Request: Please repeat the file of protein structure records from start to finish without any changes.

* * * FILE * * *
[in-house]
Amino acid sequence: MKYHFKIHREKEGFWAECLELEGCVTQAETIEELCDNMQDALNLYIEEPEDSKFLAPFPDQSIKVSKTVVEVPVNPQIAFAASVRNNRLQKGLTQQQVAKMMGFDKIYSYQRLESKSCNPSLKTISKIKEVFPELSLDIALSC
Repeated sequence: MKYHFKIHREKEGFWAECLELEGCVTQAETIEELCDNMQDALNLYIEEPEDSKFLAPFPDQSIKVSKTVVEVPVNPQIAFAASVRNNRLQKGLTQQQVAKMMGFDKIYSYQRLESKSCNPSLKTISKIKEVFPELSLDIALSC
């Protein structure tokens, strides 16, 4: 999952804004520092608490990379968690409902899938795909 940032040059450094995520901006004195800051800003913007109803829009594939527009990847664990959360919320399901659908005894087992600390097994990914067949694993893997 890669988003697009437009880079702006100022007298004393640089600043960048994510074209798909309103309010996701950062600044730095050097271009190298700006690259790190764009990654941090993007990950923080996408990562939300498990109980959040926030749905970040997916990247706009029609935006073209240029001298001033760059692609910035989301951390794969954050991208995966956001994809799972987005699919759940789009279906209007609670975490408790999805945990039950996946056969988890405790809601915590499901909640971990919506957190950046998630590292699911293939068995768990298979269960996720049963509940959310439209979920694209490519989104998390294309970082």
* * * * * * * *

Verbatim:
[in-house]
Amino acid sequence: MKYHFKIHREKEGFWAECLELEGCVTQAETIEELCDNMQDALNLYIEEPEDSKFLAPFPDQSIKVSKTVVEVPVNPQIAFAASVRNNRLQKGLTQQQVAKMMGFDKIYSYQRLESKSCNPSLKTISKIKEVFPELSLDIALSC
Repeated sequence: MKYHFKIHREKEGFWAECLELEGCVTQAETIEELCDNMQDALNLYIEEPEDSKFLAPFPDQSIKVSKTVVEVPVNPQIAFAASVRNNRLQKGLTQQQVAKMMGFDKIYSYQRLESKSCNPSLKTISKIKEVFPELSLDIALSC
């Protein structure tokens, strides 16, 4: 999952804004520092608490990379968690409902899938795909 940032040059450094995520901006004195800051800003913007109803829009594939527009990847664990959360919320399901659908005894087992600390097994990914067949694993893997 890669988003697009437009880079702006100022007298004393640089600043960048994510074209798909309103309010996701950062600044730095050097271009190298700006690259790190764009990654941090993007990950923080996408990562939300498990109980959040926030749905970040997916990247706009029609935006073209240029001298001033760059692609910035989301951390794969954050991208995966956001994809799972987005699919759940789009279906209007609670975490408790999805945990039950996946056969988890405790809601915590499901909640971990919506957190950046998630590292699911293939068995768990298979269960996720049963509940959310439209979920694209490519989104998390294309970082």